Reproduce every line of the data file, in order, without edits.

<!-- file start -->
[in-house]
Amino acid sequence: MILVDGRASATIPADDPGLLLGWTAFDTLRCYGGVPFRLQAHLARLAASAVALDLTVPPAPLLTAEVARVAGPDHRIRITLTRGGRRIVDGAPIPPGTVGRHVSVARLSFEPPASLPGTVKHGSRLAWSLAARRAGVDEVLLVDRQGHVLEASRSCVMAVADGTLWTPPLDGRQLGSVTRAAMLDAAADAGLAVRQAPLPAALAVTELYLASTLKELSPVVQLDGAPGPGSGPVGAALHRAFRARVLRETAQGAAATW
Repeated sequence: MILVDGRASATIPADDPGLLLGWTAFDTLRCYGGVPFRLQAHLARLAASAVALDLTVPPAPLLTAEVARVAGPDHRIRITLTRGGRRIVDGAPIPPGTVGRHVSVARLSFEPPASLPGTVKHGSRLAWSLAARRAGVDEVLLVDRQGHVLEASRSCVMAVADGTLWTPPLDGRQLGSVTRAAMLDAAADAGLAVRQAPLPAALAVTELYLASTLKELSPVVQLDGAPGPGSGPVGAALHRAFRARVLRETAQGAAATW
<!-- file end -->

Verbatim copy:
[in-house]
Amino acid sequence: MILVDGRASATIPADDPGLLLGWTAFDTLRCYGGVPFRLQAHLARLAASAVALDLTVPPAPLLTAEVARVAGPDHRIRITLTRGGRRIVDGAPIPPGTVGRHVSVARLSFEPPASLPGTVKHGSRLAWSLAARRAGVDEVLLVDRQGHVLEASRSCVMAVADGTLWTPPLDGRQLGSVTRAAMLDAAADAGLAVRQAPLPAALAVTELYLASTLKELSPVVQLDGAPGPGSGPVGAALHRAFRARVLRETAQGAAATW
Repeated sequence: MILVDGRASATIPADDPGLLLGWTAFDTLRCYGGVPFRLQAHLARLAASAVALDLTVPPAPLLTAEVARVAGPDHRIRITLTRGGRRIVDGAPIPPGTVGRHVSVARLSFEPPASLPGTVKHGSRLAWSLAARRAGVDEVLLVDRQGHVLEASRSCVMAVADGTLWTPPLDGRQLGSVTRAAMLDAAADAGLAVRQAPLPAALAVTELYLASTLKELSPVVQLDGAPGPGSGPVGAALHRAFRARVLRETAQGAAATW